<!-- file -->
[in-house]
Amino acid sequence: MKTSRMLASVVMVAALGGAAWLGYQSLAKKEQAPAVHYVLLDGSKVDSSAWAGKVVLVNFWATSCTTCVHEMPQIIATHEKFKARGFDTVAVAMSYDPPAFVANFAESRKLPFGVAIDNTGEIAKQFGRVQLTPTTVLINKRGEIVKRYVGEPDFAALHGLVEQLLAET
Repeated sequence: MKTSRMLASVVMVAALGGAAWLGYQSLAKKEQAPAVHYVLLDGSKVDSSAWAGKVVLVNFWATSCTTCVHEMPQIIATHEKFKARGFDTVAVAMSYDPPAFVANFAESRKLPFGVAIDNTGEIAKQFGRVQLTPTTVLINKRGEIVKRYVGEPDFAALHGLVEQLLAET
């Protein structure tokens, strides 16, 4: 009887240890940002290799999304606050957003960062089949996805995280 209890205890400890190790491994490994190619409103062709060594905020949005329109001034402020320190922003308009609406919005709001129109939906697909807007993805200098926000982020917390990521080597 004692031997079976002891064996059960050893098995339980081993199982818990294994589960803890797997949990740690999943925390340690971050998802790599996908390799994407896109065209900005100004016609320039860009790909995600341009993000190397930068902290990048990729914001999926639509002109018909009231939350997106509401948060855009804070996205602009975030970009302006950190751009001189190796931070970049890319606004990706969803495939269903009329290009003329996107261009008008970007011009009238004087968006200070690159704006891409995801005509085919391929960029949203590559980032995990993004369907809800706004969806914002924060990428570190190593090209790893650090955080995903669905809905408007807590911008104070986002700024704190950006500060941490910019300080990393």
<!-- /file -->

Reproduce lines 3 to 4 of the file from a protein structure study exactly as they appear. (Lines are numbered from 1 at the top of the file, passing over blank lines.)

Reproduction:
Repeated sequence: MKTSRMLASVVMVAALGGAAWLGYQSLAKKEQAPAVHYVLLDGSKVDSSAWAGKVVLVNFWATSCTTCVHEMPQIIATHEKFKARGFDTVAVAMSYDPPAFVANFAESRKLPFGVAIDNTGEIAKQFGRVQLTPTTVLINKRGEIVKRYVGEPDFAALHGLVEQLLAET
């Protein structure tokens, strides 16, 4: 009887240890940002290799999304606050957003960062089949996805995280 209890205890400890190790491994490994190619409103062709060594905020949005329109001034402020320190922003308009609406919005709001129109939906697909807007993805200098926000982020917390990521080597 004692031997079976002891064996059960050893098995339980081993199982818990294994589960803890797997949990740690999943925390340690971050998802790599996908390799994407896109065209900005100004016609320039860009790909995600341009993000190397930068902290990048990729914001999926639509002109018909009231939350997106509401948060855009804070996205602009975030970009302006950190751009001189190796931070970049890319606004990706969803495939269903009329290009003329996107261009008008970007011009009238004087968006200070690159704006891409995801005509085919391929960029949203590559980032995990993004369907809800706004969806914002924060990428570190190593090209790893650090955080995903669905809905408007807590911008104070986002700024704190950006500060941490910019300080990393």